When we think of building a business, it’s easy to get swept up in the excitement of product creation, marketing, and all the fun stuff that surrounds a launch.

But we can’t forget about some fundamentals of entrepreneurship that can save us a lot of time, stress, and money in the long run. We’re talking about things like bookkeeping, legal matters, and yes, trademarking your business ideas along your journey.

Trademarking is still a relevant practice in the 2020s, and something you should definitely not overlook. It’s the ultimate “better safe than sorry” thing to do!

Let’s talk about all the reasons why trademarking matters nowadays more than ever, and offer some practical tips to trademark your intellectual property the right way.

Legal and Practical Purposes

First things first: trademarking your business ideas is simply the smart thing to do, whether you’re creating products, logos, catchphrases, or any other IP assets that you want to keep for the long haul ahead.

“Think about the bare-bones essentials of your business and what makes it valuable, and you’ll instantly see why trademarks are so vital to your venture,” said Corey Ashton Walters, Founder and CEO of Here. “The office, the computers, the staff, even the money – those things can be replaced. The ideas that form the foundation of your company cannot be replaced, so protect them now and save yourself that hassle later on.”

It doesn’t matter whether you’re aiming to create the next software empire or just starting a solo effort in publishing or content creation – trademarking is important no matter the context.

“This is one of those few things in business that is truly universal,” said Ryan Lee, Co-Founder and CEO of Rooted. “Intellectual property is the essence of any venture, regardless of what you’re selling or how you make money. It may seem boring to deal with – and it is – but it’s worth it just for the peace of mind you get.”

As some entrepreneurs point out, there is a stigma that may come with trademarking, especially in creative circles. Like always, don’t let others know how to conduct your business – only you know what’s best for you!

“I was once told I am being arrogant as an author just because I legally protect my books by copyrighting them and trademarking my titles and names,” said Kailin Gow, Author and Influencer. “That’s not being arrogant. It’s about being smart. I went to law school, and I’m married to a lawyer. It’s ingrained in me to protect what is mine, even if it is perceived as arrogant. I’d rather be arrogant than stupid.”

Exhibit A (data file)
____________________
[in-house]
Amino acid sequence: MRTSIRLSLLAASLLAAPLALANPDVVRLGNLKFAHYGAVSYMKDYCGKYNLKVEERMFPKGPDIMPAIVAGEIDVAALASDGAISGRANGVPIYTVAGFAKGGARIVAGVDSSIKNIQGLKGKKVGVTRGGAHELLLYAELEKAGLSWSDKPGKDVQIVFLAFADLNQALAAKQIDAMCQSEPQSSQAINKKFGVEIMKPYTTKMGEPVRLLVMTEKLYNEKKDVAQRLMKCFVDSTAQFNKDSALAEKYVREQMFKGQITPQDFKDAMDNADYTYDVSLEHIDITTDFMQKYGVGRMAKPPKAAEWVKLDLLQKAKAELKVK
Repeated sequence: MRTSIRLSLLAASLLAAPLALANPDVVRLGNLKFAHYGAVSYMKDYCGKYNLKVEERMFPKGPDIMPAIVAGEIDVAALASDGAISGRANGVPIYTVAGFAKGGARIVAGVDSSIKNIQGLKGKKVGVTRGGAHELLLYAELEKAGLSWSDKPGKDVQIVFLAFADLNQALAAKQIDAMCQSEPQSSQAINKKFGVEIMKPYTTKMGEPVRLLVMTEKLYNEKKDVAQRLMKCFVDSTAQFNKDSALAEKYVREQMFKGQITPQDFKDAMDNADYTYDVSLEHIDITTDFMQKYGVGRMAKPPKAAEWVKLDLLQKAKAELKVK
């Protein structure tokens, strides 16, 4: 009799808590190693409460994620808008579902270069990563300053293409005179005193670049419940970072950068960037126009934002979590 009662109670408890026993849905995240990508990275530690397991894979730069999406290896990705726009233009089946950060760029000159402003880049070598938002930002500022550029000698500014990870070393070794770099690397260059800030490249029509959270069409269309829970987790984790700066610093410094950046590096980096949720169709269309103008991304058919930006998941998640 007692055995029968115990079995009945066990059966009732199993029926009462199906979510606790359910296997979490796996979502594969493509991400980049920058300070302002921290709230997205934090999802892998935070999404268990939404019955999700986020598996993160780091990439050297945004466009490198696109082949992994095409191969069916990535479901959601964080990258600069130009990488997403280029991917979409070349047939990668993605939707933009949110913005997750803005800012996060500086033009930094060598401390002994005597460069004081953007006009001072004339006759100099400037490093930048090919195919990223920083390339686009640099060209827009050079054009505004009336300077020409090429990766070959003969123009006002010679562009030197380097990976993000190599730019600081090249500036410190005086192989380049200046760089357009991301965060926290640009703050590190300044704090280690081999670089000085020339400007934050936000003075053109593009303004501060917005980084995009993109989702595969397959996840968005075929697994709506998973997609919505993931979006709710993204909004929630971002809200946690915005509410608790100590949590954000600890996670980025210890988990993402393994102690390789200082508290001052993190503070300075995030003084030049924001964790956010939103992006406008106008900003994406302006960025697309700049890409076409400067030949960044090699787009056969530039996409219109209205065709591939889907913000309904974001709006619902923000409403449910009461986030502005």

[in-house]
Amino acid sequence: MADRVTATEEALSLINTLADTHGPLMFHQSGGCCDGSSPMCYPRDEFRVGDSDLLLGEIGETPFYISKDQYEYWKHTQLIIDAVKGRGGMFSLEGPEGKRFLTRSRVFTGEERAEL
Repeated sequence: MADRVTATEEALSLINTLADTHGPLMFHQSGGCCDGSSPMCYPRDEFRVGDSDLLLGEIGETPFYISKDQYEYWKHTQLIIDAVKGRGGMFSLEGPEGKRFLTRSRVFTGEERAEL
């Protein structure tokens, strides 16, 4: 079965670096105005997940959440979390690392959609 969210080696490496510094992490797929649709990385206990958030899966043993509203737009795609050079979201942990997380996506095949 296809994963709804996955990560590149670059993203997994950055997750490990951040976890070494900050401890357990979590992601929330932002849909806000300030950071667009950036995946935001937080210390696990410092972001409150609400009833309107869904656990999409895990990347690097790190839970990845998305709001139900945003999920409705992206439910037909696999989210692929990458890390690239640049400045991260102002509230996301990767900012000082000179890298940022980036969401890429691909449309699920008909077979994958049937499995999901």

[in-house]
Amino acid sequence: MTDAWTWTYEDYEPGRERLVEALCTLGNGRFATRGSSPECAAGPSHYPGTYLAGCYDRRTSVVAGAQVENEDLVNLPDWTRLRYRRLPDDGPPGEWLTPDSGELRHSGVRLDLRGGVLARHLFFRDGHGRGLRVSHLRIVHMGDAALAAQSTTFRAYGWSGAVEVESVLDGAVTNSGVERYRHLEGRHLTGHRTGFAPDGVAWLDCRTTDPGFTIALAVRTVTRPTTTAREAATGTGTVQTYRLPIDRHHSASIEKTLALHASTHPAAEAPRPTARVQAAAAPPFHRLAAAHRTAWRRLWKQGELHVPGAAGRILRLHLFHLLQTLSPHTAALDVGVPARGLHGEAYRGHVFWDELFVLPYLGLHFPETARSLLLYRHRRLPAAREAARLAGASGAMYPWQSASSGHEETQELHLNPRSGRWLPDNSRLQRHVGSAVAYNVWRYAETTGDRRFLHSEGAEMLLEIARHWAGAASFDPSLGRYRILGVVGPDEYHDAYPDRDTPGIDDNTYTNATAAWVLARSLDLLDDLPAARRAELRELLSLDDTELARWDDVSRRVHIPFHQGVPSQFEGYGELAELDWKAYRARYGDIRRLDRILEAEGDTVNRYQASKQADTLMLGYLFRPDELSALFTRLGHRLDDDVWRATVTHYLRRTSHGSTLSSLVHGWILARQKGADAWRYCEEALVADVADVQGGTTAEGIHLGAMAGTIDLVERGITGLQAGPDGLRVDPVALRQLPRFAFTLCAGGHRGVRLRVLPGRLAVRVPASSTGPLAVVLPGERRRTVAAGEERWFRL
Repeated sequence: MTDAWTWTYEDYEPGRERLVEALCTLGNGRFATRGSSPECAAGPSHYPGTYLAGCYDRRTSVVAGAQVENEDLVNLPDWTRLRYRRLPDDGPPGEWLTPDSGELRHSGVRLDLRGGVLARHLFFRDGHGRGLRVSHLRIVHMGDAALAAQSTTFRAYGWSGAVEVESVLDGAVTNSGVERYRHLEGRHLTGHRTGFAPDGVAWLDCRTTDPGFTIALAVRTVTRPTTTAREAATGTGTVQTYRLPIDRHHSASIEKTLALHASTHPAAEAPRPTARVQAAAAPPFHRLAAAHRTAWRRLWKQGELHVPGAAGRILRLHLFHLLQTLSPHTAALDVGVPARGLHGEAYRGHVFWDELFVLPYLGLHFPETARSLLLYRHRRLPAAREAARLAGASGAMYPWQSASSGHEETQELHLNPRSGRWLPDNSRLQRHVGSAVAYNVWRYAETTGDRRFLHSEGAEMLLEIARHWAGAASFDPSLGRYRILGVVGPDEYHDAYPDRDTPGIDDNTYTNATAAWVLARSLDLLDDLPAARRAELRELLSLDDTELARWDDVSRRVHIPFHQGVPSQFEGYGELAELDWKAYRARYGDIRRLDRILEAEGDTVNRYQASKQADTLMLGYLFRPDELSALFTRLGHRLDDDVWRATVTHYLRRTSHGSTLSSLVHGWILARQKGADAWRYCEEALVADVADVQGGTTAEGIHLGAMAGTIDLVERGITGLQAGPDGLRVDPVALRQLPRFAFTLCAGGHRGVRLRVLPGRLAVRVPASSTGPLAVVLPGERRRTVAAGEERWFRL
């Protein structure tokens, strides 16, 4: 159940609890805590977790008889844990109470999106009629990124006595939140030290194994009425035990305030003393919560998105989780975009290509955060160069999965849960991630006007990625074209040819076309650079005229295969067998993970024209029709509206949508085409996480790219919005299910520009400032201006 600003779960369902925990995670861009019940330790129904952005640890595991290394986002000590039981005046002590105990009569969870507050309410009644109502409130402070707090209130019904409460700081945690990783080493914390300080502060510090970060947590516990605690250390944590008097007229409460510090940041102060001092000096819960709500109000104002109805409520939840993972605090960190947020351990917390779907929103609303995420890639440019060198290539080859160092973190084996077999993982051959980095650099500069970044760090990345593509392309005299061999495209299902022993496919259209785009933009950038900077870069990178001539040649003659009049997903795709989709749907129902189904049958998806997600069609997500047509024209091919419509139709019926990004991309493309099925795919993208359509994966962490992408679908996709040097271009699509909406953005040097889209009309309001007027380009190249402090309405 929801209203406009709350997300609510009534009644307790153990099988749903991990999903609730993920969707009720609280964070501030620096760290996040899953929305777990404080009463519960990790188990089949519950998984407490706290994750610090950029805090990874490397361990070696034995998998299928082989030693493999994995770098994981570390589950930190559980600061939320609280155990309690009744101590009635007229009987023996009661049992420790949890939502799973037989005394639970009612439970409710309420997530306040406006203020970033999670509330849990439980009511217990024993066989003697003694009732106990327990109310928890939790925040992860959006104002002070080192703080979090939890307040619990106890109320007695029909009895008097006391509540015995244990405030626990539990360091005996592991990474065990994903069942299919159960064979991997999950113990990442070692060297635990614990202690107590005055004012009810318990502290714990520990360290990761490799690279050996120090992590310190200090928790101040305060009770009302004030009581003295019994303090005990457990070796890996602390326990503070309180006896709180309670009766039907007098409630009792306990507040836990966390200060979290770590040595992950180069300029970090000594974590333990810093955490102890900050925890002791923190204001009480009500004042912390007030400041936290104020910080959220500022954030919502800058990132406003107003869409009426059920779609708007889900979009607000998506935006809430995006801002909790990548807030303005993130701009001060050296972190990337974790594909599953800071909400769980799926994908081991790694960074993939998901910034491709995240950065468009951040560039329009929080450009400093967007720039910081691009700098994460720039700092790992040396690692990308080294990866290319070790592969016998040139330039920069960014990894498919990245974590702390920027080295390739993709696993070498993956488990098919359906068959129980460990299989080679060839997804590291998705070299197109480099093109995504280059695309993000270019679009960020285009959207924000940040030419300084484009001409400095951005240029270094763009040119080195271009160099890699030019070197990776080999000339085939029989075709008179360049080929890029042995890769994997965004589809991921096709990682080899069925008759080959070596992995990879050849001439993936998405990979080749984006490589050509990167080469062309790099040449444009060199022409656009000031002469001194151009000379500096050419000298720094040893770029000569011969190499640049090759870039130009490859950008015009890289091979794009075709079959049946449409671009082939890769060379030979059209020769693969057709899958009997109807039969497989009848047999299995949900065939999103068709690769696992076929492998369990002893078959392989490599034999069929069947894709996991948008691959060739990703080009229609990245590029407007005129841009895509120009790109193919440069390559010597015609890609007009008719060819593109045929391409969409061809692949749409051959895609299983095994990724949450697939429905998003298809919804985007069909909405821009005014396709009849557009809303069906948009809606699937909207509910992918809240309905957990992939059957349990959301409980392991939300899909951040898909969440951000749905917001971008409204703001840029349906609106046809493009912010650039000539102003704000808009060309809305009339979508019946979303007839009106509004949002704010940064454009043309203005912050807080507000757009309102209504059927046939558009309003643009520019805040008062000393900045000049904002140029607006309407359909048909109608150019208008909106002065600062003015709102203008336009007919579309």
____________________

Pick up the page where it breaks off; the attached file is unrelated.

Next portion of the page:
There will always be someone naysaying your choices anyway, so it’s often best to stick to your original game plan and follow through with precision.

Marketing, Brand Awareness, and More

Beyond the basics of legal protection and intellectual property rights, trademarking has a few hidden benefits that may not be so obvious to first-time business owners.

As many long-time entrepreneurs point out, trademarking can actually help your brand get a stronger foothold in your industry and fuel some positive momentum in those challenging early stages.

“Business trademarks are beneficial for companies who invest time in developing a strong identity within their industry,” said Hayley Albright, Senior Brand and Customer Experience Manager at Xena Workwear. “A strong brand identity will increase the valuation of your business and will leave a lasting impression with customers while differentiating you from competitors. This customer relationship will help to secure your intellectual property. Products and technology can be copied or stolen, but unique brand identity is much harder to replicate.”

It doesn’t take an MBA to realize that any type of brand reinforcement is crucial when starting out, and a trademark can help do just that.

Furthermore, the public will start to associate your brand with certain imagery and language when you trademark early on. It’s a natural human response that we’ve developed over time as a result of living in the modern world – trademarks equal legitimate business.

“Trademarking your business raises brand awareness,” said Jean Gregoire, Founder and CEO of Lovebox. “It makes it easy for your customers to find you and helps distinguish you from your competitors. It’s also a great communication tool. The name of your business should tie into your brand, values, or mission as a company. It’s the first impression your customers have of you and your product.”

Looking to the future of your company, it’s also important to consider how trademarks will create a common thread. There will inevitably come a time when your business will be slated to expand, scale, or reorganize in some more drastic way.